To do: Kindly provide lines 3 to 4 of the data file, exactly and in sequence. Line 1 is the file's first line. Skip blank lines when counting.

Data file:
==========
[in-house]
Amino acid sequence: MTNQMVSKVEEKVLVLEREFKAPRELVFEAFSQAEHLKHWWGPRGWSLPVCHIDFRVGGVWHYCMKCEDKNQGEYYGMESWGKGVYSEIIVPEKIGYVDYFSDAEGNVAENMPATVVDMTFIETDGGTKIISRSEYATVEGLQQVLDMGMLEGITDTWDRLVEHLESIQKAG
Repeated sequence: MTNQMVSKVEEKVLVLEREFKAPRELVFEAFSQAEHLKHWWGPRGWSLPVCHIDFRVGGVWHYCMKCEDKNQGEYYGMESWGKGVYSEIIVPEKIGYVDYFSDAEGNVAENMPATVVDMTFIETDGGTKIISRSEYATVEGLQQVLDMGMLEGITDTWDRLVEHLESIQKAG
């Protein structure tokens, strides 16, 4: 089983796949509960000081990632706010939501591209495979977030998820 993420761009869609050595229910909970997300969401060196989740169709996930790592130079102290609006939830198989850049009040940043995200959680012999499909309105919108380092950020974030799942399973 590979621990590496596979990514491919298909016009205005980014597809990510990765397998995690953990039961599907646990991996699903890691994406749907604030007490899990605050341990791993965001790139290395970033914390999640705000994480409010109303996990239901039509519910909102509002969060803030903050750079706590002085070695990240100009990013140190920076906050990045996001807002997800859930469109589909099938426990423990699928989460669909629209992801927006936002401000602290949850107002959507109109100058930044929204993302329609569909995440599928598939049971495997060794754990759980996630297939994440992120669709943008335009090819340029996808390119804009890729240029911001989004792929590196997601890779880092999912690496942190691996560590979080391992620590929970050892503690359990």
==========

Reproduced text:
Repeated sequence: MTNQMVSKVEEKVLVLEREFKAPRELVFEAFSQAEHLKHWWGPRGWSLPVCHIDFRVGGVWHYCMKCEDKNQGEYYGMESWGKGVYSEIIVPEKIGYVDYFSDAEGNVAENMPATVVDMTFIETDGGTKIISRSEYATVEGLQQVLDMGMLEGITDTWDRLVEHLESIQKAG
């Protein structure tokens, strides 16, 4: 089983796949509960000081990632706010939501591209495979977030998820 993420761009869609050595229910909970997300969401060196989740169709996930790592130079102290609006939830198989850049009040940043995200959680012999499909309105919108380092950020974030799942399973 590979621990590496596979990514491919298909016009205005980014597809990510990765397998995690953990039961599907646990991996699903890691994406749907604030007490899990605050341990791993965001790139290395970033914390999640705000994480409010109303996990239901039509519910909102509002969060803030903050750079706590002085070695990240100009990013140190920076906050990045996001807002997800859930469109589909099938426990423990699928989460669909629209992801927006936002401000602290949850107002959507109109100058930044929204993302329609569909995440599928598939049971495997060794754990759980996630297939994440992120669709943008335009090819340029996808390119804009890729240029911001989004792929590196997601890779880092999912690496942190691996560590979080391992620590929970050892503690359990």